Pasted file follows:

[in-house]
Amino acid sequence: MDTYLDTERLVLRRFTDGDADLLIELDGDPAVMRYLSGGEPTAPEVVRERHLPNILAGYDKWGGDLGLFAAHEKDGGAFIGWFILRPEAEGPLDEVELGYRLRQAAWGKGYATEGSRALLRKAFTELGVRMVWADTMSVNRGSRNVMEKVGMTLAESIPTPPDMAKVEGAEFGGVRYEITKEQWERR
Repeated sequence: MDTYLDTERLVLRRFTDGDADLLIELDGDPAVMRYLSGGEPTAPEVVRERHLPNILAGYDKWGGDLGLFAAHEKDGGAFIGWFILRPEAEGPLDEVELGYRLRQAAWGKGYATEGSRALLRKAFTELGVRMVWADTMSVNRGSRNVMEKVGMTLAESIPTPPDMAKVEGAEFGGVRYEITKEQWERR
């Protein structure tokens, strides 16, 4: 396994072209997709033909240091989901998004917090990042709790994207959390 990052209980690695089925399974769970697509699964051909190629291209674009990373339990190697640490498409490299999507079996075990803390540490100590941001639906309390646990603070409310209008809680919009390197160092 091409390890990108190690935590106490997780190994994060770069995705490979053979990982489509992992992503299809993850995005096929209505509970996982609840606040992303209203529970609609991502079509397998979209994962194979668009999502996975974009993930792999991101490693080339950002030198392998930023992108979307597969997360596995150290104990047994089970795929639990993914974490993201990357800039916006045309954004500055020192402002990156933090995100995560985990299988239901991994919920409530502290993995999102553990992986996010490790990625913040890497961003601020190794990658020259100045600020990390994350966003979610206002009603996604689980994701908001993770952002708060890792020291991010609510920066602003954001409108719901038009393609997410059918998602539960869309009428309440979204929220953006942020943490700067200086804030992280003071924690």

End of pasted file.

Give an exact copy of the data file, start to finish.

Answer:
[in-house]
Amino acid sequence: MDTYLDTERLVLRRFTDGDADLLIELDGDPAVMRYLSGGEPTAPEVVRERHLPNILAGYDKWGGDLGLFAAHEKDGGAFIGWFILRPEAEGPLDEVELGYRLRQAAWGKGYATEGSRALLRKAFTELGVRMVWADTMSVNRGSRNVMEKVGMTLAESIPTPPDMAKVEGAEFGGVRYEITKEQWERR
Repeated sequence: MDTYLDTERLVLRRFTDGDADLLIELDGDPAVMRYLSGGEPTAPEVVRERHLPNILAGYDKWGGDLGLFAAHEKDGGAFIGWFILRPEAEGPLDEVELGYRLRQAAWGKGYATEGSRALLRKAFTELGVRMVWADTMSVNRGSRNVMEKVGMTLAESIPTPPDMAKVEGAEFGGVRYEITKEQWERR
């Protein structure tokens, strides 16, 4: 396994072209997709033909240091989901998004917090990042709790994207959390 990052209980690695089925399974769970697509699964051909190629291209674009990373339990190697640490498409490299999507079996075990803390540490100590941001639906309390646990603070409310209008809680919009390197160092 091409390890990108190690935590106490997780190994994060770069995705490979053979990982489509992992992503299809993850995005096929209505509970996982609840606040992303209203529970609609991502079509397998979209994962194979668009999502996975974009993930792999991101490693080339950002030198392998930023992108979307597969997360596995150290104990047994089970795929639990993914974490993201990357800039916006045309954004500055020192402002990156933090995100995560985990299988239901991994919920409530502290993995999102553990992986996010490790990625913040890497961003601020190794990658020259100045600020990390994350966003979610206002009603996604689980994701908001993770952002708060890792020291991010609510920066602003954001409108719901038009393609997410059918998602539960869309009428309440979204929220953006942020943490700067200086804030992280003071924690």